The European Space Agency's Philae lander has woken up following seven months in hibernation mode. Controllers at the agency received a signal from the lander at 22.28 CET on 13 June, and are now hopeful that the mission will soon be able to restart science operations.

Philae was part of the Rosetta mission that was launched in 2004 to study Comet 67P/Churyumov–Gerasimenko. While Philae successfully landed on the comet last year, it touched down in an awkward position, meaning that its solar panels could not charge. The craft still managed to carry out experiments using its onboard instruments, but after around 60 hours of observations – with the battery fully depleted – it entered hibernation mode on 15 November.

As the comet moved closer to the Sun this year, researchers were hopeful that Philae would slowly emerge from the shadows, allowing its solar panels to charge its battery. It is only when Philae receives around 19 W of power that it can start to reboot and then make contact. Since 12 March, the communication unit on orbiter Rosetta has been turned on to listen for the lander.

Late on Saturday, the Lander Control Center at the German Aerospace Center announced it had received a signal from Philae, when around 300 "data packets" were sent from the probe during an 85 s period. "Philae is doing very well: it has an operating temperature of –35 °C and has 24 W available," Philae project manager Stephan Ulamec said in a statement. "The lander is ready for operations."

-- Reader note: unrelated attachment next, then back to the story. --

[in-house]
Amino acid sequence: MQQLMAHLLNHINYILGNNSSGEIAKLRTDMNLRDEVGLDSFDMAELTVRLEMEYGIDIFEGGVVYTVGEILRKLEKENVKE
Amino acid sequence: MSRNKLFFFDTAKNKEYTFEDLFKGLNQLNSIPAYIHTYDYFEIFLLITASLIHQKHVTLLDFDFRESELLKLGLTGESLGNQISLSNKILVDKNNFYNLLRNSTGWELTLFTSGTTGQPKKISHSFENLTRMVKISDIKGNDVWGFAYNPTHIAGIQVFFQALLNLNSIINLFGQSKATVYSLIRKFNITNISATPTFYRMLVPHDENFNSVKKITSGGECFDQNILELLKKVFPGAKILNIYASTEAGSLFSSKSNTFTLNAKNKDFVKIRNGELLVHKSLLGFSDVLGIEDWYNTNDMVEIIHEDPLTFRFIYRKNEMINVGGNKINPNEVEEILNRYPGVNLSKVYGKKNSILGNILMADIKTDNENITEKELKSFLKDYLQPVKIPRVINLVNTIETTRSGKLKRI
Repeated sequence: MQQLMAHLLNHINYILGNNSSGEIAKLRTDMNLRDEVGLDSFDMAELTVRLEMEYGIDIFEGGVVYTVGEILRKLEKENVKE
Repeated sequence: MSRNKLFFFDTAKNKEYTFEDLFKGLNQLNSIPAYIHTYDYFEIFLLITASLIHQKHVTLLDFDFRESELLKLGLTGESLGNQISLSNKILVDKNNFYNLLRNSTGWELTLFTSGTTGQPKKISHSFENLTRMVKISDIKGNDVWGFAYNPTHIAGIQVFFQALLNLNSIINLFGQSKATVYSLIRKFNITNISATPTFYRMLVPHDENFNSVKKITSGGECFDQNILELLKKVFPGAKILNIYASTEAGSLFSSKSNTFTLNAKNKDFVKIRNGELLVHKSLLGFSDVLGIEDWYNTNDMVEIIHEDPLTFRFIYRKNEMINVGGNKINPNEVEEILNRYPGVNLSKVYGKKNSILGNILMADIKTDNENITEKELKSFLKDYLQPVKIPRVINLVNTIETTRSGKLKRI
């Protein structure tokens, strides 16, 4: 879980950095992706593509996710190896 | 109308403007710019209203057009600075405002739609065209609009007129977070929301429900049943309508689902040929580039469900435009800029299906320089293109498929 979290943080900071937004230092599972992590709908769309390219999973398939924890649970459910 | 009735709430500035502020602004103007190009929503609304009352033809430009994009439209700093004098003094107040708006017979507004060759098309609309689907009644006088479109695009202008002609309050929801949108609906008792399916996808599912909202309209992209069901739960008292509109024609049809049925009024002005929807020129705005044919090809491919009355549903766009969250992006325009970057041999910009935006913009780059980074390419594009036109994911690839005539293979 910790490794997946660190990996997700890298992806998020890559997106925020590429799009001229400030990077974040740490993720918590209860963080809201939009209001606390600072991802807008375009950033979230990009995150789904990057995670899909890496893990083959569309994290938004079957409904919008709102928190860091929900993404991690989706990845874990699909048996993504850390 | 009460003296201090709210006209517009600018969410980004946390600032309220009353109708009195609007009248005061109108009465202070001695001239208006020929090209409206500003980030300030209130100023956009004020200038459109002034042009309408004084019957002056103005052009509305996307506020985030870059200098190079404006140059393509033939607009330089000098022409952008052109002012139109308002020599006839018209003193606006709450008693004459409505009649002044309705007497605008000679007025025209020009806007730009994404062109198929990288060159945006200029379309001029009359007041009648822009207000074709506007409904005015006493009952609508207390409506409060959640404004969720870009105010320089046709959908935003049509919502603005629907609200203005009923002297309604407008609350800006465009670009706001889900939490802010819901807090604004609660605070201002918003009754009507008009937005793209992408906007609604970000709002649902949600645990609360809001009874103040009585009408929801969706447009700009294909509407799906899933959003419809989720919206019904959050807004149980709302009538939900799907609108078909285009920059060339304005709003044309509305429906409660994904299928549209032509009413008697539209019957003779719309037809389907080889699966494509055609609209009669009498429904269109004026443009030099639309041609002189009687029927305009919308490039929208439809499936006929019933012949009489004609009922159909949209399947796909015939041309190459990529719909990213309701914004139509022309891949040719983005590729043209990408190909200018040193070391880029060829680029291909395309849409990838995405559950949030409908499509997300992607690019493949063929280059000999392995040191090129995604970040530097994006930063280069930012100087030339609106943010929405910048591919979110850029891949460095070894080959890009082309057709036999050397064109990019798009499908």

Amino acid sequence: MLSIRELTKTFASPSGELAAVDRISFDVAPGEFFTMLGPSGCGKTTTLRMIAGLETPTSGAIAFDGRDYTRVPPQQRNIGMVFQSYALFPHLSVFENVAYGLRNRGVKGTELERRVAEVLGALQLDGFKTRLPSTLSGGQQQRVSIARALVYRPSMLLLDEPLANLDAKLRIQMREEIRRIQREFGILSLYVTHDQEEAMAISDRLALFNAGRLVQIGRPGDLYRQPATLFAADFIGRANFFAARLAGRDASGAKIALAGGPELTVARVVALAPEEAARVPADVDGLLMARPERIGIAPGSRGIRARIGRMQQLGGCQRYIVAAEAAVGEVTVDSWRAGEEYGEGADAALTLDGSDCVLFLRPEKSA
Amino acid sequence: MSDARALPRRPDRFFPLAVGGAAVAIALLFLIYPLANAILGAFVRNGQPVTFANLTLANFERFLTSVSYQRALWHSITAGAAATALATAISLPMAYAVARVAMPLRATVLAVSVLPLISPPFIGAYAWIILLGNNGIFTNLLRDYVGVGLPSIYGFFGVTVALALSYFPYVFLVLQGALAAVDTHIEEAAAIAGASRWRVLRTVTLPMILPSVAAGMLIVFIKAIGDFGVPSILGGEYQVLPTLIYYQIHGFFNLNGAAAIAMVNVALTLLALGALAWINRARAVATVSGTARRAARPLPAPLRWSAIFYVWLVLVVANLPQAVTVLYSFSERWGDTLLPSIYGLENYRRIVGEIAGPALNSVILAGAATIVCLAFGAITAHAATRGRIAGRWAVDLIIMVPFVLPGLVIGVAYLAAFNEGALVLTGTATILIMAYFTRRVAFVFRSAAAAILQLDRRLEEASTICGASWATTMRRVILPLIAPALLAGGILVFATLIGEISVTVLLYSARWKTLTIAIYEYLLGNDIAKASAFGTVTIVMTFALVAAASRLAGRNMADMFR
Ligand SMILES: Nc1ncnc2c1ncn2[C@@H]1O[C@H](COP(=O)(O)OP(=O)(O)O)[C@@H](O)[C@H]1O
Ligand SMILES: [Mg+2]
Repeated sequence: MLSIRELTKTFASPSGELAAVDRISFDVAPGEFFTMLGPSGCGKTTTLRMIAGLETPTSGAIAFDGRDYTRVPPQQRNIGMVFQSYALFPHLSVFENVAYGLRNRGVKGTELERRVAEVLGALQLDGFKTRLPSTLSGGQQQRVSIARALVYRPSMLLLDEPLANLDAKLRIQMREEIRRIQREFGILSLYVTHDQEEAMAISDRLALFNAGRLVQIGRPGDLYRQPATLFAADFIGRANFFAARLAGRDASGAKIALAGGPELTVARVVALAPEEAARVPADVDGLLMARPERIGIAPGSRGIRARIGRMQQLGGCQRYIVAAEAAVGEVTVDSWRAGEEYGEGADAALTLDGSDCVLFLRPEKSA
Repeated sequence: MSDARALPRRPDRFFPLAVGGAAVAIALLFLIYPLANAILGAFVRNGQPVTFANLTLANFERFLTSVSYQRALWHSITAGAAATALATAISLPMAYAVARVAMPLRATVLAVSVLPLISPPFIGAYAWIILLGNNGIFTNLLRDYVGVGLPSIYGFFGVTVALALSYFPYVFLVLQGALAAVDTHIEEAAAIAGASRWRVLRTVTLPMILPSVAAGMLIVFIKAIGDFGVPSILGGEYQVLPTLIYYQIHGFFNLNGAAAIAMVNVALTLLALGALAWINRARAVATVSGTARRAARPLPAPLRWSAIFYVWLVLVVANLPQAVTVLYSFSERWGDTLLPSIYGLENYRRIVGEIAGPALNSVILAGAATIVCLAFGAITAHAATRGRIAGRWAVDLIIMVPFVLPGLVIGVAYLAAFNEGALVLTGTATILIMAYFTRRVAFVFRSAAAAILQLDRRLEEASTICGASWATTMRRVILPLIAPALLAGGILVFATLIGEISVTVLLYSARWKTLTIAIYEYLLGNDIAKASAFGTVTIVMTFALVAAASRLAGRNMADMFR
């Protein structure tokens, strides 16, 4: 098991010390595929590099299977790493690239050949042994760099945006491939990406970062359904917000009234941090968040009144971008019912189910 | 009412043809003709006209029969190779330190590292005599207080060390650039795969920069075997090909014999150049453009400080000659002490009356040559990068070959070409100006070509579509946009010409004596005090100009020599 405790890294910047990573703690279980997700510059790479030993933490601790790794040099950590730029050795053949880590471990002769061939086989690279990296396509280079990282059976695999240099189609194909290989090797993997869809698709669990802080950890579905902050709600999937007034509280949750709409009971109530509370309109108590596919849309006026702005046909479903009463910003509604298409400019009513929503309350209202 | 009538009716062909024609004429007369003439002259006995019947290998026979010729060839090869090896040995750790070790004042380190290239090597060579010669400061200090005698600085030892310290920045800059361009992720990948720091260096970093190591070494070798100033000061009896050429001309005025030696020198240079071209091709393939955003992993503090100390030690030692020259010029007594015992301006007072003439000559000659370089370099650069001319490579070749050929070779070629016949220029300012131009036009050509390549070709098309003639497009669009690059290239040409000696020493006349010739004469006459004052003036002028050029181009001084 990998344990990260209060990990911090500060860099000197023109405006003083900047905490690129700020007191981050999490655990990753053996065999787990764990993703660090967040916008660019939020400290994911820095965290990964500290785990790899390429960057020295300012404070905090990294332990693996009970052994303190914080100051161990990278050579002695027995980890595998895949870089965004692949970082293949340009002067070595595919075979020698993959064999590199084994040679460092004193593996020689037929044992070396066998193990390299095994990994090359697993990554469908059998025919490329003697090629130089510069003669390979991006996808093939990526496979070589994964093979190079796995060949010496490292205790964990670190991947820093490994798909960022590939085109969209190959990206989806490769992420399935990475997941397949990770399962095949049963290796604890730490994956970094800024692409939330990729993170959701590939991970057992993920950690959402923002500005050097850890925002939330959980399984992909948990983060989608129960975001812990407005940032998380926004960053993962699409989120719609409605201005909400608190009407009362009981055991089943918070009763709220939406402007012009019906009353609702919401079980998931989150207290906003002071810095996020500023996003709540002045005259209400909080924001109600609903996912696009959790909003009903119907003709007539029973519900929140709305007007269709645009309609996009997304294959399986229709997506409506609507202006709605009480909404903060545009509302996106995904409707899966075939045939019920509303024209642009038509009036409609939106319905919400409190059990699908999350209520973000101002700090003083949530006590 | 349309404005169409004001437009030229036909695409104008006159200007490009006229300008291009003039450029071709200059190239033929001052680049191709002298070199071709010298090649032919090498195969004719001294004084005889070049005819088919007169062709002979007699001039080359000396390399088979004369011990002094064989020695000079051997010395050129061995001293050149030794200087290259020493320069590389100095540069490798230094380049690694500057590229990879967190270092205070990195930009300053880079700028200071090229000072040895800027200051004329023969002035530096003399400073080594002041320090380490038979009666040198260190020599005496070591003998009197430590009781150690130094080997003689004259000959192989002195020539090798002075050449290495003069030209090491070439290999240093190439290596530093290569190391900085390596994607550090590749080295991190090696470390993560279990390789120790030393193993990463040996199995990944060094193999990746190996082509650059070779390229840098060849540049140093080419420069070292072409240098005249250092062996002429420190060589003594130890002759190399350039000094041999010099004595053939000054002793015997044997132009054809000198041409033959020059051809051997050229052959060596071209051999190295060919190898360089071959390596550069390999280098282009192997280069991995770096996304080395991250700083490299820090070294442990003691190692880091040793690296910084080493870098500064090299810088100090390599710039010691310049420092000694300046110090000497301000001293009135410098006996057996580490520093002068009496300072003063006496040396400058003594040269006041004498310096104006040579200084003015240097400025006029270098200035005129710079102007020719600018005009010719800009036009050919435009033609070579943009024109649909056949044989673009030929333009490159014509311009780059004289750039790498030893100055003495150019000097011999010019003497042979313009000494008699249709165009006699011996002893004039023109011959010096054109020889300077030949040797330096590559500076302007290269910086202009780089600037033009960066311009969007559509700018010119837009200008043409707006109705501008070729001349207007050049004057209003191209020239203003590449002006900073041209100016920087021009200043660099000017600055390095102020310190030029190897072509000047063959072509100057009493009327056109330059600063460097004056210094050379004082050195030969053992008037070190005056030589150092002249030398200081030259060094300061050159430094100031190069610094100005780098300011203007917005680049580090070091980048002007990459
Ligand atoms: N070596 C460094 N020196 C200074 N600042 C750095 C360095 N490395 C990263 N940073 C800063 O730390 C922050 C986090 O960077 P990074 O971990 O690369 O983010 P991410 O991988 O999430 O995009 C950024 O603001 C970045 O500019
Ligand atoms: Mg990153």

Starting science

The Rosetta researchers will now try to piece together what happened to the lander in the past few days, as Philae would have woken a couple of days before it sent the signal. Indeed, there are still more than 8000 data packets in Philae's memory that will give the team crucial information about the status of the lander. "We have only had brief interaction with the lander, but it seems in very good shape," Matt Taylor, Rosetta project scientist, told physicsworld.com.

Taylor adds that the first priority is to get Rosetta in the best location for it to be able to communicate with Philae. "This is a major challenge, given that the comet is active and the dusty environment is challenging to navigate safely," says Taylor. "Once we optimize things, then we can start lander science."

With Philae receiving around three hours of sunlight each day, it is hoped that the craft will be able to spend this time doing experiments. In particular, a high priority will be drilling into the surface of the comet to obtain a sample that can then be analysed.

Taylor adds that he is hopeful that Philae can then spend a couple of months doing science before the comet starts heading back towards the outer solar system. "We will have to see how things evolve in the next days from the analysis of housekeeping data from the lander," he says. "But I hope for a few months [of measurements]."

  • The Rosetta mission was awarded the Physics World 2014 Breakthrough of the Year, for being the first to land a spacecraft on a comet. Watch the Google Hangout video below, where physicsworld.com editor Hamish Johnston talks to Rosetta Mission manager Fred Jansen